Senator Martin Golden said, "This measure will significantly improve New York State's crime fighting abilities. Through the collection of DNA samples of all persons convicted of felony offenses, and certain misdemeanors, we will help to prevent and solve crimes. This will add a critical measure of security and safety for all New Yorkers."
The agreement includes the following reforms to the criminal justice system:
- “All Crimes DNA Expansion: This legislation will make New York the first state in the country to expand its DNA Databank so dramatically, a reform that promises to solve thousands of crimes and prevent thousands of others. Since its launch in 1996, New York State's DNA Databank has been a powerful tool both for preventing and solving crimes- including more than 2,900 convictions- and for proving innocence, including countless suspects cleared early-on in investigations. DNA evidence has also helped exonerate 27 New Yorkers who were wrongfully convicted.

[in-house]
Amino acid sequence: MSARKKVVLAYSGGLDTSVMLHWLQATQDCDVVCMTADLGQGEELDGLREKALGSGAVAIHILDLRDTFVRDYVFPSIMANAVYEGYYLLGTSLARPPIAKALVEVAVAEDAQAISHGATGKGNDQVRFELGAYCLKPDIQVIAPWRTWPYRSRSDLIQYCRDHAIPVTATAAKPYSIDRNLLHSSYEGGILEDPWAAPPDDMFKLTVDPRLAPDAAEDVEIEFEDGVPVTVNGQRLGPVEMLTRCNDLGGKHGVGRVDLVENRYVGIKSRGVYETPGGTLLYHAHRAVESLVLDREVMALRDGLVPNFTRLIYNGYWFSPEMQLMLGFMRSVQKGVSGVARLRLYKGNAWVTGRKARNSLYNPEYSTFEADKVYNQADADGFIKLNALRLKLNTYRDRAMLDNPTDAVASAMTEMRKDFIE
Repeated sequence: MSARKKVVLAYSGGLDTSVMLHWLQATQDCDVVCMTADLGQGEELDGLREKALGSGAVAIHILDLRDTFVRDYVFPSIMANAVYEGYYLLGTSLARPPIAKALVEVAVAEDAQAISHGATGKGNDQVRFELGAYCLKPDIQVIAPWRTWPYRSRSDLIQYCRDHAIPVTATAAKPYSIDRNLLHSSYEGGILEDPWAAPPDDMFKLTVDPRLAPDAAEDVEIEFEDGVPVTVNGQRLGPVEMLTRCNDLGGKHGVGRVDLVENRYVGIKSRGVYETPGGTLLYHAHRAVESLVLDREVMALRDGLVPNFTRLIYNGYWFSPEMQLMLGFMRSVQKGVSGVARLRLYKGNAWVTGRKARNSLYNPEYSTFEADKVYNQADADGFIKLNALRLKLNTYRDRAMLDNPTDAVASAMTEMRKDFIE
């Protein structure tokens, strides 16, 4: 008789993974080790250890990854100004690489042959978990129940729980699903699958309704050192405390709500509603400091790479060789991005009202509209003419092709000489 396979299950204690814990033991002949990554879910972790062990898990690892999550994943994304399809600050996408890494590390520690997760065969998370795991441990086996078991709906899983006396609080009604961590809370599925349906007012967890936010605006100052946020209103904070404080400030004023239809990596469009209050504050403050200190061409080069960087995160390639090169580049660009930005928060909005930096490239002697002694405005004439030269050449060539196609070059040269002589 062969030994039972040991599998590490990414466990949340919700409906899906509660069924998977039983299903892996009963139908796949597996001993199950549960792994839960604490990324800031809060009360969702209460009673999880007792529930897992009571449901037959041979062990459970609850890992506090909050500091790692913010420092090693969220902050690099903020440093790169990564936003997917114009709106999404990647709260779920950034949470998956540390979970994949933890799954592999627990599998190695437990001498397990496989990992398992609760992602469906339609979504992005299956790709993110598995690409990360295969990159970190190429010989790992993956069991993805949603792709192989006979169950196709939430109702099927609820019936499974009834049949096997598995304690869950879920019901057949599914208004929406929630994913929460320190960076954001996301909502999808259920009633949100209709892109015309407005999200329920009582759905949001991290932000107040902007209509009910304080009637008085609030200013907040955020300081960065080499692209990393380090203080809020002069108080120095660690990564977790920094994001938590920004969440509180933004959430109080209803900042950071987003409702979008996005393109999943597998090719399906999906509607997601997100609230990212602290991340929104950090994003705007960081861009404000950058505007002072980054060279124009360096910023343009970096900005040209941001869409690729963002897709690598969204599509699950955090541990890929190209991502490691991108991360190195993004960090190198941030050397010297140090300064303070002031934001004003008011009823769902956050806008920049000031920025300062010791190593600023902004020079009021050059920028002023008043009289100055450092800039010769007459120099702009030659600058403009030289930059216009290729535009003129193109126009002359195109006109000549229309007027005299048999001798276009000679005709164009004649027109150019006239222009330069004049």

Previously, state law only permitted DNA to be collected from 48 percent of offenders convicted of a Penal Law crime. Among the exclusions were numerous crimes that statistics have shown to be precursors to violent offenses. As a result, New York State missed important opportunities to prevent needless suffering of crime victims and failed to use a powerful tool that could be used to exonerate the innocent.
- Expanded Access for Certain Criminal Defendants to DNA Testing: This legislation will allow defendants in certain criminal cases to obtain DNA testing prior to trial to demonstrate their innocence. Further, under appropriate circumstances defendants convicted after a guilty plea will be allowed access to such testing. Together, these reforms will help to ensure that innocent defendants are not convicted or, if convicted after a plea, are able to demonstrate their actual innocence.
- Expanded Access to Discovery for Certain Criminal Defendants After Trial: In limited circumstances, defendants will be able to seek discovery of property and other materials to demonstrate their actual innocence after their conviction. Such discovery will provide the court with the evidence necessary to reach a proper decision on a defendant’s motion for such relief.